This week we were asked to read Carrie Manning’s The Politics of Peace in Mozambique: Post Conflict Democratization, 1992-2000. In this book, Manning describes Mozambique’s quest for democracy from a more positive, unbiased perspective than Anne Pitcher’s Transforming Mozambique. While each work was extremely informative, Pitcher chose to focus more on the statistical (i.e. political and economic) side of the country’s democratic progress. Manning gave Mozambique a personality through her use of perspective from its citizens. Manning more clearly describes the reasoning behind happenings, whereas I found Pitcher’s book to concentrate more on the results. In addition, the clarity of Manning’s book painted a better picture of the progress and successes of Mozambique’s struggle for democracy. The significance of this country’s journey and evolution distinguishes it from other African countries.
Another difference between the works of Carrie Manning and Anne Pitcher is their commentary on international relations regarding finance with Mozambique. From the view of Manning, donors are essential to furthering the progress of Mozambique. Donations can be interpreted as signs of support for government actions from foreign institutions. At one point, donors were referred to as “development partners.” However, Manning also points out that these donations are restricted and based on very conditional agreements. In contrast, Pitcher focuses on the adverse effects of commercialization in Mozambique. She is more critical of company involvement and the growing dependence of the Mozambican government on commercial funds.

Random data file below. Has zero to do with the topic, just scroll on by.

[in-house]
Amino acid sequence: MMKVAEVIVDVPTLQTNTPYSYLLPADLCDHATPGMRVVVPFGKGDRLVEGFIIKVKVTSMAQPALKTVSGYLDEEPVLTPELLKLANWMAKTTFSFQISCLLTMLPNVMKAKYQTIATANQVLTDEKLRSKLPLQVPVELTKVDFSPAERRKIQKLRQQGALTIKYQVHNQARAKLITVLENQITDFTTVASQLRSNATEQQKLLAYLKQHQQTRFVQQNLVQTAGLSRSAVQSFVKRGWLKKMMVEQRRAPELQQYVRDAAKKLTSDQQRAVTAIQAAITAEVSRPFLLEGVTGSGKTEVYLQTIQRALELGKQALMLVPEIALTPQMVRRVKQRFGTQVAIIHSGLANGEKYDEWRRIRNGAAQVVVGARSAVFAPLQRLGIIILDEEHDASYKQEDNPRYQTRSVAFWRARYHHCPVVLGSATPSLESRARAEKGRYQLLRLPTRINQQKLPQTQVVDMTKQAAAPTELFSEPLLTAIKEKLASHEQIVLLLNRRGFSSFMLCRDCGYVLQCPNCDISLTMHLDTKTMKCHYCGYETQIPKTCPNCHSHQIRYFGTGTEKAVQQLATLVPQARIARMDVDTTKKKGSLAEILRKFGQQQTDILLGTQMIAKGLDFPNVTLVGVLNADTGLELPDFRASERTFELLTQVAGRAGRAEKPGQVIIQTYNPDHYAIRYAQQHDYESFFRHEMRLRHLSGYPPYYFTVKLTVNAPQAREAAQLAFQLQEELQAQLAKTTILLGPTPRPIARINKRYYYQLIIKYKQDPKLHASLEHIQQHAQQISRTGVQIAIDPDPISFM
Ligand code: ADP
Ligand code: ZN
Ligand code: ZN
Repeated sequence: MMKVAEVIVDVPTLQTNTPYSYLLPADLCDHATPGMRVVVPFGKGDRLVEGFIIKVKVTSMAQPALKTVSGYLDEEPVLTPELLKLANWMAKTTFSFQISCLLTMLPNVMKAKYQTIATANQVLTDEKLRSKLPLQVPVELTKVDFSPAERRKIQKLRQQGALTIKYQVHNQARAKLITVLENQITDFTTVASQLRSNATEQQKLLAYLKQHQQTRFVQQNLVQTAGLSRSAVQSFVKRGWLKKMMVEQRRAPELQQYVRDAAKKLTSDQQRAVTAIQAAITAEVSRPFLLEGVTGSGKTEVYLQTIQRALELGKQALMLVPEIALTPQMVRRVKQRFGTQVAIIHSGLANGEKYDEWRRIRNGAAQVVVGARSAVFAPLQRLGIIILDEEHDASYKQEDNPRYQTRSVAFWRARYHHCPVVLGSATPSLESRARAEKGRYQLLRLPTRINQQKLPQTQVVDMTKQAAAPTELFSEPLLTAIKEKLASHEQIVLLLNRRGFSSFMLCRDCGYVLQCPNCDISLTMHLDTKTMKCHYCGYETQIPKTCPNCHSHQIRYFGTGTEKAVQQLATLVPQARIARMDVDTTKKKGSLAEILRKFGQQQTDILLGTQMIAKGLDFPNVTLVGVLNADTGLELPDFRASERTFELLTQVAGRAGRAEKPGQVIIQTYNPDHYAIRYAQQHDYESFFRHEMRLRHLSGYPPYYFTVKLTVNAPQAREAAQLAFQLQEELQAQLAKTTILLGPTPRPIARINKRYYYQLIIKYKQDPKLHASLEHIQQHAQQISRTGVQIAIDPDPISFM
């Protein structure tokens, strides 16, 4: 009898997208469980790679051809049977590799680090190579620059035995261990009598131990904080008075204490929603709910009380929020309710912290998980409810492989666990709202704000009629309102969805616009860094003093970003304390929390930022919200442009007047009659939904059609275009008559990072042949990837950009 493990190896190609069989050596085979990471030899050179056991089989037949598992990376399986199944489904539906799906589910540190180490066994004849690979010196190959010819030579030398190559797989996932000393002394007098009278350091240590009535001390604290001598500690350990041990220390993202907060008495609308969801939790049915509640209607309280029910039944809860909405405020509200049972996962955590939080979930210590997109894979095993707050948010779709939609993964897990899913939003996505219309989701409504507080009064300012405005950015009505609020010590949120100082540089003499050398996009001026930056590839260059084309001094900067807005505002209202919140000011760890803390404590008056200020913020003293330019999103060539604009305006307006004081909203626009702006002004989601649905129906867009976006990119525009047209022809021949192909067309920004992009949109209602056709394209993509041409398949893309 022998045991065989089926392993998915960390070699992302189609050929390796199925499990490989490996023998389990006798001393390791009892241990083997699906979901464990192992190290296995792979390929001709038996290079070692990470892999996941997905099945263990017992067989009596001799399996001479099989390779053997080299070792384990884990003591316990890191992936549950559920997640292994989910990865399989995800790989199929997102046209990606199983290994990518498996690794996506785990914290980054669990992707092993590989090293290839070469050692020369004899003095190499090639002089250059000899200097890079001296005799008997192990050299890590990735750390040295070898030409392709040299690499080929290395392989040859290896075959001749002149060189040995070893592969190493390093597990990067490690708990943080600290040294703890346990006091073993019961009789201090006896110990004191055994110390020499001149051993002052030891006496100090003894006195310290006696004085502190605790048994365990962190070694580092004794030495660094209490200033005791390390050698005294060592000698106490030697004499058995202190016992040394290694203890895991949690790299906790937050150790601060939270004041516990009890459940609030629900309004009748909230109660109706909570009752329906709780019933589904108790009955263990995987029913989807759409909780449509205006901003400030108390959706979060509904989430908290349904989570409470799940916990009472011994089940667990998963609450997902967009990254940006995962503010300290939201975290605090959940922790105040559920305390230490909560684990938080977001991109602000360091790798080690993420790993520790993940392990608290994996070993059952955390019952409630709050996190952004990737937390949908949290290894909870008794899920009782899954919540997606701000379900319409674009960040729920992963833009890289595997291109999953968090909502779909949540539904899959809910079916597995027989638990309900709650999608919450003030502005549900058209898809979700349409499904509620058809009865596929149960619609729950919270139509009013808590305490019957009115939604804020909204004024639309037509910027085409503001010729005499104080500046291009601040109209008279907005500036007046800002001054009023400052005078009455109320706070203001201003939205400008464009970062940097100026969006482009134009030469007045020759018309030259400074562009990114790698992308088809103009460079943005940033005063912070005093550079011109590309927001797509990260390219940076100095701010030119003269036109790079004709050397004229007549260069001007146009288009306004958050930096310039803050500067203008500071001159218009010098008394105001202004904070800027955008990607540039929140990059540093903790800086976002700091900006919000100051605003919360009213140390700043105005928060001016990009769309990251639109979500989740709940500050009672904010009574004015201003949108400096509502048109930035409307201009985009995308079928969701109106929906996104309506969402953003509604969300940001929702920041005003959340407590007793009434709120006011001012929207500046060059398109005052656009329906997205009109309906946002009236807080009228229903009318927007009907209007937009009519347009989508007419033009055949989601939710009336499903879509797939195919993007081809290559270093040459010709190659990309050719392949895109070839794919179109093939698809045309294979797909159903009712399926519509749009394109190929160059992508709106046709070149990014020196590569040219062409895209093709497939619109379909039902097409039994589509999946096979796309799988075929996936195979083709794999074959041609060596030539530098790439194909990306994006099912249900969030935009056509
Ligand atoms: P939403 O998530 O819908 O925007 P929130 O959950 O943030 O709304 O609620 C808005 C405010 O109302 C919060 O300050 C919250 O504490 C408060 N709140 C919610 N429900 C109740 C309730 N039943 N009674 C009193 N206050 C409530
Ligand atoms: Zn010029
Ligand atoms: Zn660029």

Carrie Manning will in fact be visiting our class as a guest lecturer. It is such a great opportunity that we are able to meet leading experts on Mozambique, especially when we have just recently read their work. I want to ask Professor Manning in class about what she found most inspiring from her research. What can other African nations learn from Mozambique’s story?